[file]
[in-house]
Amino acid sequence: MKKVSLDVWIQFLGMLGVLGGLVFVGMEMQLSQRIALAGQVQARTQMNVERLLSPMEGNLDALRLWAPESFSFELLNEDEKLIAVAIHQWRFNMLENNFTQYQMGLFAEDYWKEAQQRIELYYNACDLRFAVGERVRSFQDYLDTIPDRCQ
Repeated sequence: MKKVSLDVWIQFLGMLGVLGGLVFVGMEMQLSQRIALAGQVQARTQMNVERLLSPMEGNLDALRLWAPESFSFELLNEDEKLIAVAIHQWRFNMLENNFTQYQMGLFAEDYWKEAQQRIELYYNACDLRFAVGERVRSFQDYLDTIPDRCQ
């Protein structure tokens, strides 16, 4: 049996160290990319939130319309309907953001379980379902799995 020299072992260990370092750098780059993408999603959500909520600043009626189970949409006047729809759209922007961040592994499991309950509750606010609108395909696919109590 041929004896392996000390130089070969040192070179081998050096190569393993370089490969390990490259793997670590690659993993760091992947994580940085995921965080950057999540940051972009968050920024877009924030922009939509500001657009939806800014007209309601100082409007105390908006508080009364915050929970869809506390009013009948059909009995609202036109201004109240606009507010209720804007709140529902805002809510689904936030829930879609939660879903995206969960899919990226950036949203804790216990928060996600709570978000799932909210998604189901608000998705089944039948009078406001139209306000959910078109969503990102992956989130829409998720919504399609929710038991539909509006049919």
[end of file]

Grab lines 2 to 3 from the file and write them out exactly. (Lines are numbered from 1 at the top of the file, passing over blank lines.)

Amino acid sequence: MKKVSLDVWIQFLGMLGVLGGLVFVGMEMQLSQRIALAGQVQARTQMNVERLLSPMEGNLDALRLWAPESFSFELLNEDEKLIAVAIHQWRFNMLENNFTQYQMGLFAEDYWKEAQQRIELYYNACDLRFAVGERVRSFQDYLDTIPDRCQ
Repeated sequence: MKKVSLDVWIQFLGMLGVLGGLVFVGMEMQLSQRIALAGQVQARTQMNVERLLSPMEGNLDALRLWAPESFSFELLNEDEKLIAVAIHQWRFNMLENNFTQYQMGLFAEDYWKEAQQRIELYYNACDLRFAVGERVRSFQDYLDTIPDRCQ